I think now there's going to be a feeling of possessiveness amongst librarians, as if we discovered him first. Or maybe cuz he so clearly loves and respects books the way we do. Yeah, could be.

(If you're interested in reading his ALA 05 speech, here it is at his now-probably-defunct Senate webpage.)

Thanks to 100 Scope Notes for the video.

Sunday, November 9, 2008

NYT Best Illustrated Picture Books are Nigh!

Like the swallows returning to Capistrano, the New York Times has once again put out their list of Best Illustrated Children's Books. One of my favorite things all year, not least cuz it's purty.

Also, I think inclusion on the list is an indicator of possible future Caldecott fame, so it's a good award season primer. I don't have the 07 list to hand--anyone remember if Hugo Cabret was on it?

Thanks to Chicken Spaghetti for the link.

Saturday, November 8, 2008

Bob Shea reads Dinosaur Vs. Bedtime

One of my most exciting scores at ALA was a fold & gather of Bob Shea's newest, Dinosaur Vs. Bedtime. (Fold & gathers, or F&Gs, are basically ARCs of picture books.) Here's a video of the author reading the book, which should incite all of you to run out and buy it for your little dinosaurs.

Dinosaur vs. Bedtime from bob shea on Vimeo.

Thanks to Stephanie over at Children's Literature Book Club for the vid. Check out her review, too!

The Story Behind the Seuss

Or at least ten of the stories, anyway.

The good people at mental_floss collected the stories behind ten Dr Seuss classics, including such tidbits as Yertle the Turtle is totally Hitler, and The Butter Battle Book was pulled from library shelves because it was too similar to the then-ongoing Cold War. Pretty keen.

Thanks to 100 Scope Notes for the link.

Friday, November 7, 2008

Comment Challenge Ahoy!

So those crazy kids, MotherReader and Lee Wind, have cooked up something else for us all to join in on. It's the 21-day Comment Challenge!

I admit it, I'm not the best commenter ever. I'll save posts, think about them, even link to them if I decide to write about the topic on my blog, but I don't comment on the other person's actual blog. Knowing what a thrill it is for me to get comments, I feel bad about not putting in a little time to give that thrill to someone else.

No more! MotherReader and Lee, I'm in and I'll do my darnedest to speak up, even if it's to say "Go You!"

Thursday, November 6, 2008

Baby Sign and Storytime

Over at the ALSC blog, a children's librarian writes about integrating ASL into her baby and toddler storytime.

I don't know much about baby sign, but I do know that I get a lot of requests for books and many of the parents are using it with their children, enough that I've given thought to doing the same thing as this librarian.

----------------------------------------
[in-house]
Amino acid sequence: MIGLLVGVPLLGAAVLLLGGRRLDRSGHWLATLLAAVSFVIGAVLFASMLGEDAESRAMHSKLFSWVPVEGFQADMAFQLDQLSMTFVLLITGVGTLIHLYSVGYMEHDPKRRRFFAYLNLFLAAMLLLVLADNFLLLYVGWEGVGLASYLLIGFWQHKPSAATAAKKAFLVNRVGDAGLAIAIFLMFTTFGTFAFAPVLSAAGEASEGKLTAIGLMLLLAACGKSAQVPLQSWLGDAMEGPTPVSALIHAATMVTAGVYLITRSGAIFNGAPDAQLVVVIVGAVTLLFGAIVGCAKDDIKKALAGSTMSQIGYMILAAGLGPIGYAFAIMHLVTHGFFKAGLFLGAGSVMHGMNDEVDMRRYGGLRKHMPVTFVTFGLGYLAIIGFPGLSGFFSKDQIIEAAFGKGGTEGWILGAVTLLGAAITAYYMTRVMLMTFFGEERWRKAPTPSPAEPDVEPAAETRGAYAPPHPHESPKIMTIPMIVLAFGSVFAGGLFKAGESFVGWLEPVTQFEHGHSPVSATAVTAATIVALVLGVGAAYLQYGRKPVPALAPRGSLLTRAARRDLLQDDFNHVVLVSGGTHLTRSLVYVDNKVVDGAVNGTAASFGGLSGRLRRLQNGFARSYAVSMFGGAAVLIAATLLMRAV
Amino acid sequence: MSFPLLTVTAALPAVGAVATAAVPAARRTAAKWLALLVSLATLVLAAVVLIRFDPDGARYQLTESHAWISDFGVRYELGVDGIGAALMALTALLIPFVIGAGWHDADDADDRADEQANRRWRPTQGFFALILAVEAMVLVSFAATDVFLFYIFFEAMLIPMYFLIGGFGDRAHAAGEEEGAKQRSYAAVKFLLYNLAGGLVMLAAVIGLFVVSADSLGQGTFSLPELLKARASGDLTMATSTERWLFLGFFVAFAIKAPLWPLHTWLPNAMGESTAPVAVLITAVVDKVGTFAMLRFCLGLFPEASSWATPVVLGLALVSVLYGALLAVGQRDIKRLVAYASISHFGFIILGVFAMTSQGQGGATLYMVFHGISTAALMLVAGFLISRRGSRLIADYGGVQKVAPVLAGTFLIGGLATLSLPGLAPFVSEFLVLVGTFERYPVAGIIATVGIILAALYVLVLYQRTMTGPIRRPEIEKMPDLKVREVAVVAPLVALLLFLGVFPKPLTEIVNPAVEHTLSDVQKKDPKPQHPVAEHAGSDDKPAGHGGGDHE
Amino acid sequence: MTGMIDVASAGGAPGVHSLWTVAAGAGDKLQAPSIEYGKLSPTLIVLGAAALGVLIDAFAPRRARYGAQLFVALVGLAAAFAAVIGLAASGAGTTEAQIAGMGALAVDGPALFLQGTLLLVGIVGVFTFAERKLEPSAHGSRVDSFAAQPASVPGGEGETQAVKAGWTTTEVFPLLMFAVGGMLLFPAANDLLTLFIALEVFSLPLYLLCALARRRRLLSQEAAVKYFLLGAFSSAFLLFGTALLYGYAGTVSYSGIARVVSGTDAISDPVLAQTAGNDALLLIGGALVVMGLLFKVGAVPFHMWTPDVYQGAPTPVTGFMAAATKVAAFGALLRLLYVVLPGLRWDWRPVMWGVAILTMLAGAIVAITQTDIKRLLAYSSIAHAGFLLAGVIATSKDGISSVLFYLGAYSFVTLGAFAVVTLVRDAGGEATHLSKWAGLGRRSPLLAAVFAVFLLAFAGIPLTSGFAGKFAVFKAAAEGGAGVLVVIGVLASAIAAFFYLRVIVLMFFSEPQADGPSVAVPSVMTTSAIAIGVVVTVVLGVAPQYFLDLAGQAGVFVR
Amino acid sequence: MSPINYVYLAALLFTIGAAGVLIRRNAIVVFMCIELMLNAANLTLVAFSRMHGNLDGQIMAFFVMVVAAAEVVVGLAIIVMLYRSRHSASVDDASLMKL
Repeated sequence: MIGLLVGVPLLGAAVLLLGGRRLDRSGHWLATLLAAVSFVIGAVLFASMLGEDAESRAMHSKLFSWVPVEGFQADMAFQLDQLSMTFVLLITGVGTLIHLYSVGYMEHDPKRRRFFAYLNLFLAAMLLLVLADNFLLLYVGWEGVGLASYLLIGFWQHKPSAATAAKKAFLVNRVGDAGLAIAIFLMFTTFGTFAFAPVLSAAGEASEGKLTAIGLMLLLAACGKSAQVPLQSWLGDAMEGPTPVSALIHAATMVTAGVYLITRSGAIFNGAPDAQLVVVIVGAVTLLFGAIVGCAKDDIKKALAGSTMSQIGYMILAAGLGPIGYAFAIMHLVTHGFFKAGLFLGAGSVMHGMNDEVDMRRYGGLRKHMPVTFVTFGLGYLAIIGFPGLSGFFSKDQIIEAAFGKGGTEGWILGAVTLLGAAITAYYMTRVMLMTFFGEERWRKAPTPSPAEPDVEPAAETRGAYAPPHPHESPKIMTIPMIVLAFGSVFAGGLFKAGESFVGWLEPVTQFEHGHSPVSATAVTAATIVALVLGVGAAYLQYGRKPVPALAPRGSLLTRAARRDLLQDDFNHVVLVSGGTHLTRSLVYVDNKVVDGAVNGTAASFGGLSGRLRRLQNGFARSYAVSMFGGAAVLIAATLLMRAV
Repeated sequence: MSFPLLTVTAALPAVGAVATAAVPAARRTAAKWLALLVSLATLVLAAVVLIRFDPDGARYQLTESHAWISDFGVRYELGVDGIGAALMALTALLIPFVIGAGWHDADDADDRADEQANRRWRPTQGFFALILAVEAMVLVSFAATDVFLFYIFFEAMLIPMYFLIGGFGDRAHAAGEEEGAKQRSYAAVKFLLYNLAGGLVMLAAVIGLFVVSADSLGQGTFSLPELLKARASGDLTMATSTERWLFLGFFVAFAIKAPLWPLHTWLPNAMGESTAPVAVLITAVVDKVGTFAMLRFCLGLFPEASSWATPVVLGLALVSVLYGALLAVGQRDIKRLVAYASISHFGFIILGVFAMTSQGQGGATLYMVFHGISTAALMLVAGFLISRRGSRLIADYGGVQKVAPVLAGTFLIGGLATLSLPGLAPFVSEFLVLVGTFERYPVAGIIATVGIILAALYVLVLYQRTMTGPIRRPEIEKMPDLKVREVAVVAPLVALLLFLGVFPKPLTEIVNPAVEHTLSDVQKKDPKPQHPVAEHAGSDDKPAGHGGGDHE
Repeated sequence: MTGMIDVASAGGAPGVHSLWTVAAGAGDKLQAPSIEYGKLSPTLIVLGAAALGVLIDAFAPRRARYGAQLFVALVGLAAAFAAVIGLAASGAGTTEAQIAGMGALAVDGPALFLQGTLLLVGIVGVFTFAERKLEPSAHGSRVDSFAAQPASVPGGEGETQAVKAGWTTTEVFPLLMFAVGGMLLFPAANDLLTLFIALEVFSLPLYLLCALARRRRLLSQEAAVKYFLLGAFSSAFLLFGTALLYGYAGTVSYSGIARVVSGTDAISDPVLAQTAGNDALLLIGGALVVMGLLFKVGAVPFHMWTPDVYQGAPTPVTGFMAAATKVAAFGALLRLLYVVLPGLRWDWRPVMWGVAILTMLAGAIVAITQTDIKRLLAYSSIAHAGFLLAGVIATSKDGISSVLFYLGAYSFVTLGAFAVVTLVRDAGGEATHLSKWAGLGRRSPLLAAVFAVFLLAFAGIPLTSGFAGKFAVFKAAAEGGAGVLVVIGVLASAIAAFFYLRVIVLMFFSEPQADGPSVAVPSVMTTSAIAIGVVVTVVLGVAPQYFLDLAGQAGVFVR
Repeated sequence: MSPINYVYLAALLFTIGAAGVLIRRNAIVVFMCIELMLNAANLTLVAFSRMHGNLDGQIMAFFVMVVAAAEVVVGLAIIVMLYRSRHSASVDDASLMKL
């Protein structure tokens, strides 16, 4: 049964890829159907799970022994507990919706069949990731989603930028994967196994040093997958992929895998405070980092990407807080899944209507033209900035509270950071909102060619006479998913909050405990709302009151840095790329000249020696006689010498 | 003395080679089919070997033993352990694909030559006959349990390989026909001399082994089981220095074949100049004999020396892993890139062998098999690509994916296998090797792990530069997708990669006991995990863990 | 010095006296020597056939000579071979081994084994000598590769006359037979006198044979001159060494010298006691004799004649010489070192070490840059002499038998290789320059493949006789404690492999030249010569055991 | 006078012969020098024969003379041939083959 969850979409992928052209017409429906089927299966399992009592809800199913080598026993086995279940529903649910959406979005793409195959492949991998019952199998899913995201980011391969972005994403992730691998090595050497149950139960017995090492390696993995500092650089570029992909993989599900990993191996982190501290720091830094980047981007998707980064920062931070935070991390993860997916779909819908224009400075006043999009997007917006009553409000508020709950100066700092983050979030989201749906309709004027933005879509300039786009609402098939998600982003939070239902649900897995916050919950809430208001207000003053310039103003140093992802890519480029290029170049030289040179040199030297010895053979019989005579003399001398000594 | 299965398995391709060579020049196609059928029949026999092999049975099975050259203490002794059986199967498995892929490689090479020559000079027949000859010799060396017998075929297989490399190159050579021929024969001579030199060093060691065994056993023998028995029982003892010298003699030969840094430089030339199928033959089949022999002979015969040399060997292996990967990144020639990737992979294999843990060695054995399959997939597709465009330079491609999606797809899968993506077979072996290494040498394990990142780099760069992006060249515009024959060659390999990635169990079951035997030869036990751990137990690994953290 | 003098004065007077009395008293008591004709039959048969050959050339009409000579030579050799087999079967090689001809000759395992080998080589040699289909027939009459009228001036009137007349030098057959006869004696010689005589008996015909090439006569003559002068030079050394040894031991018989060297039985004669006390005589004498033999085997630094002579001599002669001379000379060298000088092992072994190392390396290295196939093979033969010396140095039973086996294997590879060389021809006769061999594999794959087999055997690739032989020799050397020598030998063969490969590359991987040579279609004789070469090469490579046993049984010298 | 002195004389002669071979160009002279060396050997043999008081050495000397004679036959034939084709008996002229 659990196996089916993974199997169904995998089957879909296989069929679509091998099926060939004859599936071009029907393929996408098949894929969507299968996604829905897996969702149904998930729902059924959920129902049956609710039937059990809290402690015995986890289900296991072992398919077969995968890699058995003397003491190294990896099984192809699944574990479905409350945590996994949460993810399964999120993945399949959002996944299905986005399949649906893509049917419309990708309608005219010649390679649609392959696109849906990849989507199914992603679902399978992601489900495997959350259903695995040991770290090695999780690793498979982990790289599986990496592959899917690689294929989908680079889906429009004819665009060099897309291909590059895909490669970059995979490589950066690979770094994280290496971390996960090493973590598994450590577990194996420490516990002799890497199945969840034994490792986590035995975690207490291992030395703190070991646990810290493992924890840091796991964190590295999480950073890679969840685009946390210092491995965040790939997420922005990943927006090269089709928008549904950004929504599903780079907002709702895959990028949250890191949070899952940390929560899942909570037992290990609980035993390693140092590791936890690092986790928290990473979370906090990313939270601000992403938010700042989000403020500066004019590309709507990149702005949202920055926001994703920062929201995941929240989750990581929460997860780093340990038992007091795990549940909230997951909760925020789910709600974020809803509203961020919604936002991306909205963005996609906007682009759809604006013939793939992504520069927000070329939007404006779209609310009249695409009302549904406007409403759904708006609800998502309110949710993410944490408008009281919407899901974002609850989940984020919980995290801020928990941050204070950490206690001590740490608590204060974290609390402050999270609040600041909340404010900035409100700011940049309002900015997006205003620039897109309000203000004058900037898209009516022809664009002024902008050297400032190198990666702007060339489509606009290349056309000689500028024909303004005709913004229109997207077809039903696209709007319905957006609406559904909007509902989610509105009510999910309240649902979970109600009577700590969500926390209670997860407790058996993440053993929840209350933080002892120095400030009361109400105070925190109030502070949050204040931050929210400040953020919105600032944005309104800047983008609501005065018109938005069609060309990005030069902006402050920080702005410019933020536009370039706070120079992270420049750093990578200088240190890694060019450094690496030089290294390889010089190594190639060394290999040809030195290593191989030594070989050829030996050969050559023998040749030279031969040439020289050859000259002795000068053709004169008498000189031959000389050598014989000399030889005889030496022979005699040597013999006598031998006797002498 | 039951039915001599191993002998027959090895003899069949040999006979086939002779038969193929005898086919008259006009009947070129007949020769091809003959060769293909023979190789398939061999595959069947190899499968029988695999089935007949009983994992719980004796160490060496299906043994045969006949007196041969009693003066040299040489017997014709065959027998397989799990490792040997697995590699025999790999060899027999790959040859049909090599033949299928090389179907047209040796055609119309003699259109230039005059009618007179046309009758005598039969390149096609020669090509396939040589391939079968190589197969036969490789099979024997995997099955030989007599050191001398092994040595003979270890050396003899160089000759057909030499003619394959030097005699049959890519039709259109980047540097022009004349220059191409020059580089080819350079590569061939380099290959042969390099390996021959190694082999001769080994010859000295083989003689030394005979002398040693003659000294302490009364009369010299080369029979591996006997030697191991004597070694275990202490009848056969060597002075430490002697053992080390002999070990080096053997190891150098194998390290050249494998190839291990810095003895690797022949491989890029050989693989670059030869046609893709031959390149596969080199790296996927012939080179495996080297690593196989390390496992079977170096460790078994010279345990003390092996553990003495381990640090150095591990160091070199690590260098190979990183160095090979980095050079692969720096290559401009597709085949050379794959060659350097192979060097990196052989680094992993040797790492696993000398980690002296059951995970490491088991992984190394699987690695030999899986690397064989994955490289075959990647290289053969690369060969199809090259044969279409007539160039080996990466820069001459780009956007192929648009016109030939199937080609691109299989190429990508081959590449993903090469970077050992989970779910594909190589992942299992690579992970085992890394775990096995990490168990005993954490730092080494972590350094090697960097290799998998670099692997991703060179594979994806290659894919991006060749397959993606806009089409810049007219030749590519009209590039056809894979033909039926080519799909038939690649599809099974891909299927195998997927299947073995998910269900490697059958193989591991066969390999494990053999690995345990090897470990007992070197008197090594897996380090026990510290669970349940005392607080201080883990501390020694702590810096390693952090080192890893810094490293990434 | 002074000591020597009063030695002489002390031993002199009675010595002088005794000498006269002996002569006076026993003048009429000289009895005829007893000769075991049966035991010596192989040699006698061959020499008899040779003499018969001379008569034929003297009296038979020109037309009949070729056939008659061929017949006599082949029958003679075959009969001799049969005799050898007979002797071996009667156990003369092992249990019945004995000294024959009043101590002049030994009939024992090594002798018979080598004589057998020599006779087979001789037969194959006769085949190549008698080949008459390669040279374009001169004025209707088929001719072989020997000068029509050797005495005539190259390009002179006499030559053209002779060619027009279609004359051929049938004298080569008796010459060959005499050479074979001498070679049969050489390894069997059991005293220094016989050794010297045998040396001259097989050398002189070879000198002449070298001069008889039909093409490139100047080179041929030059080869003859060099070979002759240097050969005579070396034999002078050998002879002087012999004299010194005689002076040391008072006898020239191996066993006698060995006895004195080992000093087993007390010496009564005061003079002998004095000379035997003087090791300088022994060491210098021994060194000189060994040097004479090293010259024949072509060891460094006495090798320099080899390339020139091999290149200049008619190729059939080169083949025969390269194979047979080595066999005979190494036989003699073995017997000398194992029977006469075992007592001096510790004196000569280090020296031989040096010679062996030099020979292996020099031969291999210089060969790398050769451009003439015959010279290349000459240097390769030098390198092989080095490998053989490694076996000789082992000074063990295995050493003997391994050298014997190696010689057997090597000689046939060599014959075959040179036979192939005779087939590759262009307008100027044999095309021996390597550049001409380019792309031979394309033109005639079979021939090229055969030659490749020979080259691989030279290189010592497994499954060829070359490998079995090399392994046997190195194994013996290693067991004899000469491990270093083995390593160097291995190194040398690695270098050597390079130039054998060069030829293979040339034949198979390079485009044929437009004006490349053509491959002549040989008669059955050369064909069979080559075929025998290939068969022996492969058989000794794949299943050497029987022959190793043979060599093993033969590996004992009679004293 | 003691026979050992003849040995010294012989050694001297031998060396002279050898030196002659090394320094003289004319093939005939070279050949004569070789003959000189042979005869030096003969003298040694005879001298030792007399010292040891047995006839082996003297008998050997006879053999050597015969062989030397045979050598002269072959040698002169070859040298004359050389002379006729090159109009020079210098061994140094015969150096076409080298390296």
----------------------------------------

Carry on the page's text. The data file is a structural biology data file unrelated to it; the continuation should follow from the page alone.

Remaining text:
Anybody out there using ASL with their own kids or at the library? Care to weigh in?

Wednesday, November 5, 2008

Opus Has Good Taste

Check out Berkeley Breathed's farewall to Opus, in which a picture-book classic features prominently. If you want some context, read the previous two strips here.

And that's an Awwwwwwwwww from me.

Thanks to the ALSC blog for the heads-up.

Tuesday, November 4, 2008

Yet More Third-Party Candidates

Did you need this today? Yeah, so did I. Click through to see the other candidates for President, running at Hicklebee's bookstore. Cuteness.

Monday, November 3, 2008

Book Review: Maybe a Bear Ate It! by Robie H. Harris

Book: Maybe A Bear Ate It!
Author: Robie H. Harris
Illustrator: Michael Emberley
Published: 2008

Oh dear. Ohhhhh deeeeear. His book is gone. It's totally AWOL. What can have happened to his book? How can he possibly go to sleep without his book?!?

I love books like this, that allow me to shriek, holler, and make silly faces while telling a story that's instantly recognizable to kids and parents alike. The nameless narrator conjures up all sorts of terrifying fates (a bear's teeth! An elephant's behind!) and looks in several unlikely places before finding his book just where he last saw it. (Well, unlikely unless you're me, in which case a washing machine and the sock drawer are utterly logical places to misplace a book.)

Robie Harris is probably best known for her classic puberty text, It's Perfectly Normal. Until I read an interview over at Fuse #8, I didn't realize she was also a crackin' good picture-book writer. She lets the narrator's flight of imagination go on just long enough before bringing the story back to earth as he starts his book hunt.

Michael Emberley's illustrations expand on Harris's spare prose. The narrator (possibly a raccoon?) chases all over the page with the energy and exuberance of your average four-year-old before falling asleep at the very end. This book's going right on my Storytime Favorites shelf.

Sunday, November 2, 2008

Munsch's Stroke

Ridiculously prolific picture-book author Robert Munsch apparently suffered a stroke over the summer. Luckily, he's back on track enough to fulfill his publicity obligations for the latest book.

Love You Forever aside, I really like Munsch. I have extremely fond memories of reading Stephanie's Ponytail to a rowdy and delightful crowd of kids. Here's hoping for a full recovery soon!

Saturday, November 1, 2008

Reading Roundup October 2008

By the Numbers
Picture Books: 21
Early Readers: 2 (I need more good early readers. Suggestions?)

Writing: Goose and Duck by Jean Craighead George, ill. Priscilla Lamont
Illustration: There's Nothing to Do on Mars by Chris Gall
Overall: A Story for Bear by Dennis Haseley, ill. Jim LaMarche

Because I Want To Awards
Most Romptastic: We've All Got Bellybuttons! by David Martin, ill. Randy Cecil
Dare You Not To Pick This One Up: Airplanes!: Soaring! Diving! Turning! (Things That Go!) by Patricia Hubbell, ill. Megan Halsey
Best New-Mommy Book: Ma! There's Nothing to Do Here! A Word from your Baby-in-Waiting by Barbara Park, ill. Viviana Garofoli